Patterns in ionizable side chain interactions in protein structures

Daniele Gandini, Luca Gogioso, Martino Bolognesi, Domenico Bordo

Research output: Contribution to journalArticlepeer-review

Abstract

In a selected set of 44 high-resolution, non-homologous protein structures, the intramolecular hydrogen bonds or salt bridges formed by ionizable amino acid side chains were identified and analyzed. The analysis was based on the investigation of several properties of the involved residues such as their solvent exposure, their belonging to a certain secondary structural element, and their position relative to the N- and C-termini of their respective structural element. It was observed that two-thirds of the interactions made by basic or acidic side chains are hydrogen bonds to polar uncharged groups. In particular, the majority (78%) of the hydrogen bonds between ionizable side chains and main chain polar groups (sch:mch bonds) involved at least one buried atom, and in 42% of the cases both interacting atoms were buried. In α-helices, the sch:mch bonds observed in the proximity of the C- and N-termini show a clear preference for acidic and basic side chains, respectively. This appears to be due to the partial charges of peptide group atoms at the termini of α-helices, which establish energetically favorable electrostatic interactions with side chain carrying opposite charge, at distances even greater than 4.5 Å. The sch:mch interactions involving ionizable side chains that belong either to β- strands or to the central part of α-helices are based almost exclusively on basic residues. This results from the presence of main chain carbonyl oxygen atoms in the protein core which have unsatisfied hydrogen bonding capabilities.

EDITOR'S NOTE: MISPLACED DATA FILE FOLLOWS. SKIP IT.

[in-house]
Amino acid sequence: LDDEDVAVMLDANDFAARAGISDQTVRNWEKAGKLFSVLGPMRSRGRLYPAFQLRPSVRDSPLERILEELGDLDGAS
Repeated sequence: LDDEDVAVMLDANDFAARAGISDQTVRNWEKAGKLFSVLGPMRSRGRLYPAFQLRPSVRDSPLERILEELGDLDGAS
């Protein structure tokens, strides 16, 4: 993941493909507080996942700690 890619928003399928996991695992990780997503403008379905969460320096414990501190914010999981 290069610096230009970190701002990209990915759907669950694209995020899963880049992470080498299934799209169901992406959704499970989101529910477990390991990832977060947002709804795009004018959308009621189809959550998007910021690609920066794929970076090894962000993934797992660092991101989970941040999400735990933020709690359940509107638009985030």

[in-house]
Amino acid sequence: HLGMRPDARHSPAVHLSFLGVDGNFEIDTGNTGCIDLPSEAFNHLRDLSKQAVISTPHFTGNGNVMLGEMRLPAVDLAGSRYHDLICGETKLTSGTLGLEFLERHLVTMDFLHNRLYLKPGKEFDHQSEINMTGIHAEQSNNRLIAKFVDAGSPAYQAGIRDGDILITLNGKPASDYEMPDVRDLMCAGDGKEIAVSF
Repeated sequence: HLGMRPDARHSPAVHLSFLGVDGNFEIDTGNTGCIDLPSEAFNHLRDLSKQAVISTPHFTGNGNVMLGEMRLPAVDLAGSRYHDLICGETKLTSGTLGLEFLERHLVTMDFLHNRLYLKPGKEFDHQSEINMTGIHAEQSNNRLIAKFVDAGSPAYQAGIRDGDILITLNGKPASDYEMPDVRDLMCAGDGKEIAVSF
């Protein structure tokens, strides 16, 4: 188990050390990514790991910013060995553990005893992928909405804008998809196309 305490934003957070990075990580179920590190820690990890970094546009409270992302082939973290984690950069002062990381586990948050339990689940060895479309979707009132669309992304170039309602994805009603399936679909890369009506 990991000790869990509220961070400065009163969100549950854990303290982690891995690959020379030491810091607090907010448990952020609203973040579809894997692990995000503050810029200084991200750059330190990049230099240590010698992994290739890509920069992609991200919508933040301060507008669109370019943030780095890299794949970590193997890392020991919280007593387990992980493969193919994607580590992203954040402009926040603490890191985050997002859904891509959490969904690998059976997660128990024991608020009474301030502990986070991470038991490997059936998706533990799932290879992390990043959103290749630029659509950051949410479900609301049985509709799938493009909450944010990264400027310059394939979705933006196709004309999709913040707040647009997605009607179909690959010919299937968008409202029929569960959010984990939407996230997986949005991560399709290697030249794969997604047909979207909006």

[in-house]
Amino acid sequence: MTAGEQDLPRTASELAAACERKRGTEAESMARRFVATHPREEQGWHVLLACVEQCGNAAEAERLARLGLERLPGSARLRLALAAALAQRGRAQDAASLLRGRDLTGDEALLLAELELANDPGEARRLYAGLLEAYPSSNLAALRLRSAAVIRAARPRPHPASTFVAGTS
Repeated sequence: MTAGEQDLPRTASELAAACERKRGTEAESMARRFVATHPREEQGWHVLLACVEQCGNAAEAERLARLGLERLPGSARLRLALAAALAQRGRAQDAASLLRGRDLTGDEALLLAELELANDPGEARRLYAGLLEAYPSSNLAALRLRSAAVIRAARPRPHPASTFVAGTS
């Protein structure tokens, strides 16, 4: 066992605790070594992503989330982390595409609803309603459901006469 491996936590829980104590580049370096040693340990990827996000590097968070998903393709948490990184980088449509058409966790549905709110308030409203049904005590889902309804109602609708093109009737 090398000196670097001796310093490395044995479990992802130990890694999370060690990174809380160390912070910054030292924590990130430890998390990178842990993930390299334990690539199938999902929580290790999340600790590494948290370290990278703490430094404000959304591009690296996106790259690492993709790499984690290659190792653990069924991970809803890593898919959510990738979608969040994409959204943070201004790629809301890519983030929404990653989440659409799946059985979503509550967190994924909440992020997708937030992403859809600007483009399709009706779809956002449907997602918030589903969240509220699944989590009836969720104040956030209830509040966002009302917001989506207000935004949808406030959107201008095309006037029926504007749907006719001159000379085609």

Original languageEnglish
Pages (from-to)439-449
Number of pages11
JournalProteins: Structure, Function and Genetics
Volume24
Issue number4
DOIs
Publication statusPublished - 1996

Keywords

  • hydrogen bonds
  • ionizable side chains
  • salt bridges
  • secondary structure

ASJC Scopus subject areas

  • Genetics
  • Structural Biology
  • Biochemistry

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